• \$\begingroup\$ There is some slew control on the high side too -- it's hiding as the 4.7 ohm resistor off the BST pins -- these get connected to the high side gate control to provide the boost. I did not calculate the 4.7 ohm value for these mosfets, though -- I stole it from a reference design. \$\endgroup\$ Apr 6, 2020 at 4:40
  • \$\begingroup\$ Oh, I see...... \$\endgroup\$
    – DKNguyen
    Apr 6, 2020 at 4:41
  • 7
    \$\begingroup\$ (Maxim Applications Engineer here:) Please look at the evaluation kit layout Maxim provides ("Design Resources" tab). We do this because SMPS are very sensitive to proper PCB layout, and we spend a lot of time and expense developing good layouts so you don't have to go through all this pain. datasheets.maximintegrated.com/en/ds/… I haven't been assigned to SMPS for several years, but have worked on some of the earlier generation SMPS. Topside copper islands, 2oz copper, many vias, all make a significant difference. \$\endgroup\$
    – MarkU
    Apr 6, 2020 at 9:54
  • 5
    \$\begingroup\$ Finally! An actual engineering question in the HNQ! \$\endgroup\$ Apr 6, 2020 at 14:46

3 Answers 3


It's your layout. You're going to have to redo your layout and do it more expensively. All your other concerns are not without validity but this is at the root of things. None of the other things would cause ringing this bad.

Have someone else review it before you send it in next time.

  1. Your currents are already really big so all the parasitic inductances matter more.
  2. This is a 2-layer board with no ground plane (unless I'm seeing things wrong) so the return current loops are inherently large. but you aren't even taking advantage of both sides to minimize loop area. Your routing has huge loops in it.
  3. Your gate damping resistors are not located as close as possible to the MOSFET gates which allows a bunch of ringing between the gate and the resistor.
  4. Your gate driver is too far away from your MOSFETs to begin with and the routing is suboptimal for current loop area.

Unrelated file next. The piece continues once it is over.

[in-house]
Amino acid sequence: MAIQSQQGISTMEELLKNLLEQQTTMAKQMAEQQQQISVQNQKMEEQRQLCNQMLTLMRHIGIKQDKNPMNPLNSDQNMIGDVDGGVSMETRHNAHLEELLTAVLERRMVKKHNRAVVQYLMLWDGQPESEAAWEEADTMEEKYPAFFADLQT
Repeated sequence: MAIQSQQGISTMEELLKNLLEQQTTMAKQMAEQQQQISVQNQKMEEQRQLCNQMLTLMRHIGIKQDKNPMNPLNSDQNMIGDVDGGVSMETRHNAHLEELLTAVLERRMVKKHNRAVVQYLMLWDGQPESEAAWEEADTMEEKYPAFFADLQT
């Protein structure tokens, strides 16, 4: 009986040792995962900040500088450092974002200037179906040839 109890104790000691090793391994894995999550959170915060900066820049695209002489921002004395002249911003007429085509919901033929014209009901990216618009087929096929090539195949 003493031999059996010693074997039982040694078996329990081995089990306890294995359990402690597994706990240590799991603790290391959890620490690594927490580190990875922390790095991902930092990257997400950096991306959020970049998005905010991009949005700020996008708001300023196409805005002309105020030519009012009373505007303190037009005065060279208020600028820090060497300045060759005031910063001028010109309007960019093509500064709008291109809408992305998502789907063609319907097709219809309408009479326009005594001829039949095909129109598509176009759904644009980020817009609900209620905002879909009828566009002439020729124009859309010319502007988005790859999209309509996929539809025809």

5. All your caps are too far away from where they need to be (as close as possible to the IC and MOSFET half-bridges). How is C1 68uF anyways? It's the same size as all your other much smaller caps.
  • \$\begingroup\$ Great feedback, thanks. I will be very curious to see how a new board design fares. I'll also heed MarkU's advice and look closely at the evaluation board. I did look at the evaluation board's circuit and component choices, but did not pay too much attention to the board layout. \$\endgroup\$ Apr 7, 2020 at 3:49
  • \$\begingroup\$ @BrianPepin Layout is the most important thing and the most difficult to fix for a switcher. \$\endgroup\$
    – DKNguyen
    Apr 7, 2020 at 3:53

Check the ringing frequency: I bet it corresponds to the LC time constant with L being L1 and L2 and C corresponding to the parasitic capacitance of the respective FETs.

If this is the case, no layout change will help since trace capacitance and inductance will be dwarfed by the parameters mentioned above. Ringing is an intrinsic property of circuits switching inductive loads.

Such ringing can be reduced by adding snubbers to the MOSFETs (both high and low side) which transform the LC circuit into an RLC:


simulate this circuit – Schematic created using CircuitLab

  • \$\begingroup\$ I will keep this in mind but the numbers here don't work out. I calculate the resonant frequency of the L/C here to be from 1.1-1.8 MHz depending on the MOSFET's range of input capacitance. That doesn't line up with the 4.4 MHz I'm seeing for the primary ring. It does look somewhat close to the secondary ringing I see later on, so I will keep this in mind. \$\endgroup\$ Apr 7, 2020 at 2:43
  1. Having the ability to measure the load current with a current probe connected to an oscilloscope is essential for evaluating constant current drive circuits. I usually add 2 20 mil hole visas on the output current trace. Cut the trace between the 2 visas and add a loop of 22 AWG wire just long enough to grab with you oscilloscope current probe. A good probe and oscilloscope should have bandwidth at least 10 times your expected switching frequency. The Tektronix TCP202A 50 MHz probe is a good choice. Should be able to borrow or rent one reasonably.

  2. There must be a ground plane layer on your PCB.

  3. Your voltage divider sense resistors, R11,12,13,14 are way too far away from the IC!

  • \$\begingroup\$ Oh man they are really far away. \$\endgroup\$
    – DKNguyen
    Apr 7, 2020 at 2:22